Section: OpinionsMarch 10, 2017
In our globalized world, the plight of refugees and victims of political and religious violence has been widely distributed. Footage of and commentary on the tragedies of the Syrian Civil War and the rise of ISIS abounds on radio, television, newsfeeds, Twitter feeds and every other medium. Never before have we as global citizens possessed so much access to news and images about the world we live in. Many of these images are powerful, of wounded children and broken families, and excite great sympathy within us. It is truly a beautiful fact for humanity, that despite never meeting these people and sharing neither language, ethnicity, nor religion, we feel such compassion towards them.
Violence against Christians is widespread, and spans many countries and belief systems. Law in North Africa and the Middle East limits Christians’ civil and property rights. The Buddhist government in Myanmar actively bombs churches and kidnaps clergy. Atheist governments in North Korea and China routinely imprison and kill Christians. Even when the state allows freedom of religion, nationalist mobs and militias often target Christian settlements, particularly in sub-Saharan Africa and the Middle East. No wonder then, so many seek aid from or asylum in the West.
Despite widespread access to information about our global community and a deep reservoir of compassion for refugees, many Americans remain unaware of the struggles faced by Christian refugees. A poll by Rasmussen found that 47 percent of self-identifying Democrats and 40 percent of those below age 40 believe Christians are not persecuted in the Islamic world, despite overwhelming evidence to the contrary. These numbers show a stunning ignorance of a global human rights crisis. Christians are disproportionately targeted by religious violence. The International Society for Human Rights, a secular nonprofit, estimates that 80 percent of all acts of religious discrimination are directed against Christians. It is difficult to get reliable numbers on the number of Christians killed for their faith each year, particularly because “dying for the faith” can be a somewhat nebulous term, but the estimates tend to be on the order of thousands or tens of thousands.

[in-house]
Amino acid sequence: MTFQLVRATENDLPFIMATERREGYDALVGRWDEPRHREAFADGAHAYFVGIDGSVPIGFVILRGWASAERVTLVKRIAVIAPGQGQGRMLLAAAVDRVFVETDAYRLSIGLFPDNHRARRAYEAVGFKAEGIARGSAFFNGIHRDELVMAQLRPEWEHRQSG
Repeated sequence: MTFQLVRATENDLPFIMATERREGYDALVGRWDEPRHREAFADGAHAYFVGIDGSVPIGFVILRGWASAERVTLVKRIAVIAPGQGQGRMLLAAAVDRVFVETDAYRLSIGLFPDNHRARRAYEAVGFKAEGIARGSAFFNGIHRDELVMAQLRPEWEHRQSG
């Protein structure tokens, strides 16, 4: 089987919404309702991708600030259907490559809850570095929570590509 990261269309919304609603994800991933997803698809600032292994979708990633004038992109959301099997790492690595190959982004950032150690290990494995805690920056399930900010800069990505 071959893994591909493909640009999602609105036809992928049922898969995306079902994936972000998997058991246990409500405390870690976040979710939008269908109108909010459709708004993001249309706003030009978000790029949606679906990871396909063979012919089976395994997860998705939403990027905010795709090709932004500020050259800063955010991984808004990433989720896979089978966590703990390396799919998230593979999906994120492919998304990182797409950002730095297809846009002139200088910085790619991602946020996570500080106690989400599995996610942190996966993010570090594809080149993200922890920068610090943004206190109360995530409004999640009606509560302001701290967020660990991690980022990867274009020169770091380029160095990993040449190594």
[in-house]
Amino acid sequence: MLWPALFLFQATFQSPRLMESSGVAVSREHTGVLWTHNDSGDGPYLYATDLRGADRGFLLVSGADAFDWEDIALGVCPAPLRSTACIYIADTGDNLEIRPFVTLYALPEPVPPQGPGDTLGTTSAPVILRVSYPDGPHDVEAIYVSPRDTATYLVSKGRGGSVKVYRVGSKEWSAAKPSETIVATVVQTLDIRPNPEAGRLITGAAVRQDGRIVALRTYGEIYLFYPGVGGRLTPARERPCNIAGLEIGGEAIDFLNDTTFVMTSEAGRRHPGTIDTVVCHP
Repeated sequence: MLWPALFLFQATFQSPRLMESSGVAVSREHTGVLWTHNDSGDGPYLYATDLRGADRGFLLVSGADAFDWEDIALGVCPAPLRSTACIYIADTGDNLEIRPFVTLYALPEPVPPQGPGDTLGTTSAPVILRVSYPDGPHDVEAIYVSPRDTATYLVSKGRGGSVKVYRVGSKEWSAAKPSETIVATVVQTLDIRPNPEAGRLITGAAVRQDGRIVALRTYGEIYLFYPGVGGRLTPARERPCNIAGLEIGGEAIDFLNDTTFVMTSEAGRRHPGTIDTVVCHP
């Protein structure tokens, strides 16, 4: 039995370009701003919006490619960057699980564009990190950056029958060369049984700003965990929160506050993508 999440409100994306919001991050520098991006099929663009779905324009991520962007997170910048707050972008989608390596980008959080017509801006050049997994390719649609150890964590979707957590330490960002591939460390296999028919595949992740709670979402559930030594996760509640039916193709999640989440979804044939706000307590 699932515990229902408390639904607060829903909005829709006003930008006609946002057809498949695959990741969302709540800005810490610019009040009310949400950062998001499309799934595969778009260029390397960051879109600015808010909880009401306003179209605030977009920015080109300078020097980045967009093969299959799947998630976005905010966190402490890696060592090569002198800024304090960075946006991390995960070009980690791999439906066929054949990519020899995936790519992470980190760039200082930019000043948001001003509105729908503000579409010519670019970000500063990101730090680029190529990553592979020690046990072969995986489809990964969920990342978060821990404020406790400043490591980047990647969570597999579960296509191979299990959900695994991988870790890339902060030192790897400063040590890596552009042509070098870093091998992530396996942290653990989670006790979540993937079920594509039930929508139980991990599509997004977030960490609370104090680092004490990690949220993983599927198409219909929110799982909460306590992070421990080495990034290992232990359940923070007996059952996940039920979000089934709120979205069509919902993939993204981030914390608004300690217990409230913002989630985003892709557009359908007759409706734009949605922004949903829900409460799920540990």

In America, a country with strong Christian roots, the idea of oppressing Christians seems childish. Claims of religious discrimination against Christians here often are greeted with derision. We tend to project our America-centered worldview, in which hypocritical religious-right televangelists wield undue influence in politics, onto the global problem of religious violence. We fallaciously reason that if American Christians are so prevalent and potent, then the global Christian community needs nothing from us. Essentially, we are unable to visualize the struggles of Christians around the world merely because they share a religious identity with people we disagree with. We need to break out of this mentality if we are going to be good stewards of global peace.
Recently, President Trump suggested that America give “priority” to Christian refugees coming from abroad. Such a policy would of course be discriminatory and wrong, and was soundly condemned by religious groups across the spectrum. But he did speak to a significant issue: America’s existing refugee policy does seem to penalize Christians. Of the over fifteen thousand refugees let into the United States from Syria last year, only 125 were Christian, despite the fact that 10 percent of Syrians are Christian. While many have leveled false accusations against the Obama-era State Department, the most sensible reason seems to be that all refugees must be processed by the United Nations High Commissioner for Refugees, who runs a number of campus for displaced persons. Many Christians and other religious minorities avoid these camps, where they can become victims of mob violence.
Some European leaders, particularly far-right governments in Eastern Europe, have voiced their support for Christian refugees and victims of violence abroad, but these statements are often paired with disgusting Islamophobic statements. I fear that the issue of helping Christian refugees may become unattractive to many, simply because of the association with these unsavory figures. As a result, the question of Christian victims of religious violence may become unnecessarily polarized. It should not be. Helping oppressed Christians, like any oppressed group, ought to enjoy broad and bipartisan support. Internationalist liberals and religious conservatives already fight alongside one another on issues like immigration and foreign aid; perhaps we can expand this collaboration to help the victims of religious violence abroad. Such cooperation would be a strong blow against those who have tried to use this issue to divide people of good conscience and could help free millions from the burden of religious discrimination and violence.